5 Words Every Plumbing Contractor Should Know

Developing a solid understanding of a few key concepts and actively practicing them can help you feel happy and successful with your business

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I remember sitting in my dad’s truck watching him frantically try to find a pay phone while his pager continued to go off. It was 1998. By the time we made it to the pay phone and wrote down the info for the next three calls, two more calls were coming in.

It was at that moment that I thought, “There has to be a better way.” The local sub shop owner would ask my dad how things were, and the answer was always “busy, busy.” What amazes me to this day is that we still measure our daily lives in the same manner. Someone walks up to you and says, “Staying busy?” To which you respond, “Yup.”

We tend to measure our business — or busyness — by how many times per day our phone rings instead of our level of happiness. The following five words have helped me change the way I see my business:


The word “sustain” means simply to strengthen and support. Your business is a living and breathing organism, which requires constant support. And if you plan on growing it at any pace, you need a ton of support.

Most people think about a sustainable business as one that recycles a lot or uses rainwater to flush toilets. While those are respectable practices, I’m talking about sustainability in a different way. A sustainable business is one that is supported by the owner, but run by the staff — not the other way around.

The problem with a lot of business owners I talk to is that once they build a company to five to 10 employees, they micromanage every aspect of the business and do not allow the staff to be empowered. Overmanaging your operation is the quickest way to it never becoming sustainable. The best way to change this is to start delegating tasks. Leave the office number on your voicemail instead of a personal number. Every time a fire presents itself, pick a different person within your organization to put that fire out, instead of simply grabbing the hose yourself.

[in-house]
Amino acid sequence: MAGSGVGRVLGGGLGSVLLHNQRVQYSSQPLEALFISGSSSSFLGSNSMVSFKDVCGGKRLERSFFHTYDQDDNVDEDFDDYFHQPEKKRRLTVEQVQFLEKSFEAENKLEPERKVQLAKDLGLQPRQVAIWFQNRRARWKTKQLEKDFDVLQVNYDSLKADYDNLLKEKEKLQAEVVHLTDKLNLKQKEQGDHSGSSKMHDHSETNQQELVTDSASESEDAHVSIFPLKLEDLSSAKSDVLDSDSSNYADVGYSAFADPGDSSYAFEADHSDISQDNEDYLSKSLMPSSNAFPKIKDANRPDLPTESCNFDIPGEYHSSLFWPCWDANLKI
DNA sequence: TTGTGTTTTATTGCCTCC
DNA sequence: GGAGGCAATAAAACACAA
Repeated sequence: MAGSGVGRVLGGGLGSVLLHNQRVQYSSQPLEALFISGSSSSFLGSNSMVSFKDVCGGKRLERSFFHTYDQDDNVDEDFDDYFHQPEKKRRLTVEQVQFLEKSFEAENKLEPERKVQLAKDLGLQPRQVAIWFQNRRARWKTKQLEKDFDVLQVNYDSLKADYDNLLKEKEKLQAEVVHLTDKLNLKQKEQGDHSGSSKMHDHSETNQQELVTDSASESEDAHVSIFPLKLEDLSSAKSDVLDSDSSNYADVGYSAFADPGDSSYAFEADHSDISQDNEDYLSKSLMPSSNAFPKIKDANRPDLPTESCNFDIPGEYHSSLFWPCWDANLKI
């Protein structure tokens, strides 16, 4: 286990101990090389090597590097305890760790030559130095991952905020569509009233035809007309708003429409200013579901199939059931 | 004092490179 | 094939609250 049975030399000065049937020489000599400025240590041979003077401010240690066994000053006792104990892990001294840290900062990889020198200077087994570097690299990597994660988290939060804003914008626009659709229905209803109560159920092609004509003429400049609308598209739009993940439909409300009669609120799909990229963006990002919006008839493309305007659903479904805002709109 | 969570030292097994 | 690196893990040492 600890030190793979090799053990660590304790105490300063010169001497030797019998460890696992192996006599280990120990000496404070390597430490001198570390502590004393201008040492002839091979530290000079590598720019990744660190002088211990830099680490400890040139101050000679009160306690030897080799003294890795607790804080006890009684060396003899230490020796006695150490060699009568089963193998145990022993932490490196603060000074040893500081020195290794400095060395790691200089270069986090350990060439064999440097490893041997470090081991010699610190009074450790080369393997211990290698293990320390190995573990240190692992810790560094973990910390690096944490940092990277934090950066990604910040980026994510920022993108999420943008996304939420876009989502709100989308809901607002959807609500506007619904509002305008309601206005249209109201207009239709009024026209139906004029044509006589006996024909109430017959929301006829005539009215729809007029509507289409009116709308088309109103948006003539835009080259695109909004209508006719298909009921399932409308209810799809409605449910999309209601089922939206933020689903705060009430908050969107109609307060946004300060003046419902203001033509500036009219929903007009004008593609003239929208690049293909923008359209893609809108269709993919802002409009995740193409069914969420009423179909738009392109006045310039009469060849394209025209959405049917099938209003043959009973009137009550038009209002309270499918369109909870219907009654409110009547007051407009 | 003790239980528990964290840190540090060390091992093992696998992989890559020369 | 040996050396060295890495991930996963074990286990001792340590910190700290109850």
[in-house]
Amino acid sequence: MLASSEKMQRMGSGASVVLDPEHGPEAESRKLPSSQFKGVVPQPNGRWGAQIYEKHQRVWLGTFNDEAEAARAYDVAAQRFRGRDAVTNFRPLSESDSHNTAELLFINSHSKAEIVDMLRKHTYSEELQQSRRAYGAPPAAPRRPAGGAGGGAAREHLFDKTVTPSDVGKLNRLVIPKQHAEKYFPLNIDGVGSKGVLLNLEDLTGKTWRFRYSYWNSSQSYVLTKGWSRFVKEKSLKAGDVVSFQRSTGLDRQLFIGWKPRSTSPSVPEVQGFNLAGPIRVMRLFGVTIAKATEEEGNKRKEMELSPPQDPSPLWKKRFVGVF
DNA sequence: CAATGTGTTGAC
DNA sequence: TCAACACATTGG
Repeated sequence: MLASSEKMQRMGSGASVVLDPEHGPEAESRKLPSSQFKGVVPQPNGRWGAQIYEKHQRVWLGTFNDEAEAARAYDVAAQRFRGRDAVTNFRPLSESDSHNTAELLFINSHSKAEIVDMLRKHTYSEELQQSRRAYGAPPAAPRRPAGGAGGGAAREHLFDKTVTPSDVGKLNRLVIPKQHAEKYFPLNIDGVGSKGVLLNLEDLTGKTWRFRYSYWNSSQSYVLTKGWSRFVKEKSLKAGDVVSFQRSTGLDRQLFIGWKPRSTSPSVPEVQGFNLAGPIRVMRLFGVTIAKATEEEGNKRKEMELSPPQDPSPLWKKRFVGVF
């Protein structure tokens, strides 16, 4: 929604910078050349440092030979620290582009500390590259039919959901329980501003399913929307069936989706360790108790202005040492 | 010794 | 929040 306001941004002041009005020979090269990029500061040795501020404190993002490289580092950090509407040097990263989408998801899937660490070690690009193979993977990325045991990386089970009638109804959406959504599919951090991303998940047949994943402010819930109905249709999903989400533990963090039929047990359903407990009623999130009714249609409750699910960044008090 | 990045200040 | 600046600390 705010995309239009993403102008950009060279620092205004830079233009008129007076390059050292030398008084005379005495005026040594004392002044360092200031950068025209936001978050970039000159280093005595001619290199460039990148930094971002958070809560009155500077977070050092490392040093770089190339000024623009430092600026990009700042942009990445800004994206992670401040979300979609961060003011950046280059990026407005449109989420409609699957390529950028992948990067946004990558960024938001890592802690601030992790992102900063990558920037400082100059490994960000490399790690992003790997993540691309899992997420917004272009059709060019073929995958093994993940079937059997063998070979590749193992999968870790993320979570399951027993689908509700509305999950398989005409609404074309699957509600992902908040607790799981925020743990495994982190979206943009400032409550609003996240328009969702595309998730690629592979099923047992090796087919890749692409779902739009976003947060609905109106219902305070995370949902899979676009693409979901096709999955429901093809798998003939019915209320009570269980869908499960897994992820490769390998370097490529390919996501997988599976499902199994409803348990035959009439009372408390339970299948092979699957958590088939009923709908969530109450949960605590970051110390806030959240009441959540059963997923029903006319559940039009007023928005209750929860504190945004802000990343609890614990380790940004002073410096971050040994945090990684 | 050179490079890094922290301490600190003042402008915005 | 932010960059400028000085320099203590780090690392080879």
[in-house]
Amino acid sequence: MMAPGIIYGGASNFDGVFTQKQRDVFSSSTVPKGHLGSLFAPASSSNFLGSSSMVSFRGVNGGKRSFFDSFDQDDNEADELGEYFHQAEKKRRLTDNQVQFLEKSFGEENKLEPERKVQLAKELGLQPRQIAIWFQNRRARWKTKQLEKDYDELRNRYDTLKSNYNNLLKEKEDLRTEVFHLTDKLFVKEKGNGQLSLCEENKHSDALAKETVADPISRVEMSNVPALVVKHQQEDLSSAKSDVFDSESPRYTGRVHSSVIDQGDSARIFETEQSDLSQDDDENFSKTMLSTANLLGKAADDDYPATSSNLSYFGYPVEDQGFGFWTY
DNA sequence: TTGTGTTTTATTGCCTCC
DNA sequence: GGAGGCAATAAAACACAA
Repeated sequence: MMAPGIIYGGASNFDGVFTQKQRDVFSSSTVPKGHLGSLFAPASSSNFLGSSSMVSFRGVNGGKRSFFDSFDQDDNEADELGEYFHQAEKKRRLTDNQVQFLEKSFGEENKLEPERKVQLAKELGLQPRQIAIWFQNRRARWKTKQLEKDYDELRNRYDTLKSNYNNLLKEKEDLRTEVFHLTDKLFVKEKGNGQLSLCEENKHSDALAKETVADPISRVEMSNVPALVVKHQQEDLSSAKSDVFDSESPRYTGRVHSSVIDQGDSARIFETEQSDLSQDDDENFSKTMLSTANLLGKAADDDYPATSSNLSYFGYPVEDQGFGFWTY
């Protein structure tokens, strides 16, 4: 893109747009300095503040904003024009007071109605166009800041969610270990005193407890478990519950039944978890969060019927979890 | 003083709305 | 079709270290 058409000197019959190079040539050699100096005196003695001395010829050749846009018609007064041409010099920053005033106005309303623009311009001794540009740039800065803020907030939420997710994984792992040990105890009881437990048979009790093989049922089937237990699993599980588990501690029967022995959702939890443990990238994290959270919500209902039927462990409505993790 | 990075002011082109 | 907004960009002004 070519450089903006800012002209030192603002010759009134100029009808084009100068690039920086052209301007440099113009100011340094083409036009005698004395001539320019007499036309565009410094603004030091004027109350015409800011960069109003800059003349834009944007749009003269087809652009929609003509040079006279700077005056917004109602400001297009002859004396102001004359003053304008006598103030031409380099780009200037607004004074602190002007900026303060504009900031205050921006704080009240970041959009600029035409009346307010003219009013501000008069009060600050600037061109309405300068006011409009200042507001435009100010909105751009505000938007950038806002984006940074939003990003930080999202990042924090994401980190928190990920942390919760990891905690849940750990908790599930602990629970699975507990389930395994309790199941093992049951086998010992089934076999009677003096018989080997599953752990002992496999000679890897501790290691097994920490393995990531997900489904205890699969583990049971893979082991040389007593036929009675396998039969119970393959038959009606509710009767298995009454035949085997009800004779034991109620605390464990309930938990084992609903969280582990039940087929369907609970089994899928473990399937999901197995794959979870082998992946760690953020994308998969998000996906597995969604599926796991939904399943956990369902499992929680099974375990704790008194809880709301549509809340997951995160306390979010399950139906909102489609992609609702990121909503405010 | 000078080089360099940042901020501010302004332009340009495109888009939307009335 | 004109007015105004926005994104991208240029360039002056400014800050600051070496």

Sustainability should be measured by what happens within your business while you’re gone, not while you’re present. Start measuring your success by how little your personal phone rings, not by how much. If you ever plan on retiring, selling, or just living a life of joy and freedom, you will need to start working on your sustainability.


Business success depends on empathetic leaders who are able to adapt and build on strengths around them. Empathy in its simplest form is caring about the people in your organization. I am not talking about caring that they help you make money and keep your organization running, but really caring. Caring about their well-being, their families, and their happiness.

The first step in becoming an empathetic leader is actually knowing your staff outside of work. Know their kids’ names, what they like to do on the weekends, their favorite TV shows, etc. Caring is one thing, but understanding what makes them tick is another. When you truly get to know your staff, then you become more aware of their feelings and thoughts. If you can’t identify when an employee is having an off day, you will never be able to prevent an unproductive day or a rogue employee who brings down the culture. Having empathy is your ability to really listen to and understand the people who are helping you build your business.

Emotional Intelligence